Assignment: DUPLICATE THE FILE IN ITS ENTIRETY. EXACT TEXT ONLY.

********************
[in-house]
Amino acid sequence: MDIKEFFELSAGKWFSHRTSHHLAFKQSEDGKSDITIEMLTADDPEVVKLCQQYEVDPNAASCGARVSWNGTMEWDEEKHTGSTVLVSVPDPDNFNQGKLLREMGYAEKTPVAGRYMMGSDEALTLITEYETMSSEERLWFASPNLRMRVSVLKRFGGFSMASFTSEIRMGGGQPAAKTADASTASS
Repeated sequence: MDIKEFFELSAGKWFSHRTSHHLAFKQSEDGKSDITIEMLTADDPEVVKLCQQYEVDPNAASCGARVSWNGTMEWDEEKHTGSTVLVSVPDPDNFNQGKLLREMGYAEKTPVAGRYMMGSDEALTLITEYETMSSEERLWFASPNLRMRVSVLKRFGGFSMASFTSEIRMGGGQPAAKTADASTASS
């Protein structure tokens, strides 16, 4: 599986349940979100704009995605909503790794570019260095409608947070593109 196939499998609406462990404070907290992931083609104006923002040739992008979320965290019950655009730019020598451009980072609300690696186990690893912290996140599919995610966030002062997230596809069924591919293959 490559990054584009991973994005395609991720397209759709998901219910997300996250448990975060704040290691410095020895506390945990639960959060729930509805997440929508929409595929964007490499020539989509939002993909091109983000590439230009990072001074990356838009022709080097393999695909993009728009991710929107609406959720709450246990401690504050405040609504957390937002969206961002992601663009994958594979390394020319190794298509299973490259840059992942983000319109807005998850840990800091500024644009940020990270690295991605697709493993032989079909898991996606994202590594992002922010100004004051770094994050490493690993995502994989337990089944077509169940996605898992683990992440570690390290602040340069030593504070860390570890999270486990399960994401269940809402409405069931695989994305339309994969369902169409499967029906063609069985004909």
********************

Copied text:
[in-house]
Amino acid sequence: MDIKEFFELSAGKWFSHRTSHHLAFKQSEDGKSDITIEMLTADDPEVVKLCQQYEVDPNAASCGARVSWNGTMEWDEEKHTGSTVLVSVPDPDNFNQGKLLREMGYAEKTPVAGRYMMGSDEALTLITEYETMSSEERLWFASPNLRMRVSVLKRFGGFSMASFTSEIRMGGGQPAAKTADASTASS
Repeated sequence: MDIKEFFELSAGKWFSHRTSHHLAFKQSEDGKSDITIEMLTADDPEVVKLCQQYEVDPNAASCGARVSWNGTMEWDEEKHTGSTVLVSVPDPDNFNQGKLLREMGYAEKTPVAGRYMMGSDEALTLITEYETMSSEERLWFASPNLRMRVSVLKRFGGFSMASFTSEIRMGGGQPAAKTADASTASS
């Protein structure tokens, strides 16, 4: 599986349940979100704009995605909503790794570019260095409608947070593109 196939499998609406462990404070907290992931083609104006923002040739992008979320965290019950655009730019020598451009980072609300690696186990690893912290996140599919995610966030002062997230596809069924591919293959 490559990054584009991973994005395609991720397209759709998901219910997300996250448990975060704040290691410095020895506390945990639960959060729930509805997440929508929409595929964007490499020539989509939002993909091109983000590439230009990072001074990356838009022709080097393999695909993009728009991710929107609406959720709450246990401690504050405040609504957390937002969206961002992601663009994958594979390394020319190794298509299973490259840059992942983000319109807005998850840990800091500024644009940020990270690295991605697709493993032989079909898991996606994202590594992002922010100004004051770094994050490493690993995502994989337990089944077509169940996605898992683990992440570690390290602040340069030593504070860390570890999270486990399960994401269940809402409405069931695989994305339309994969369902169409499967029906063609069985004909």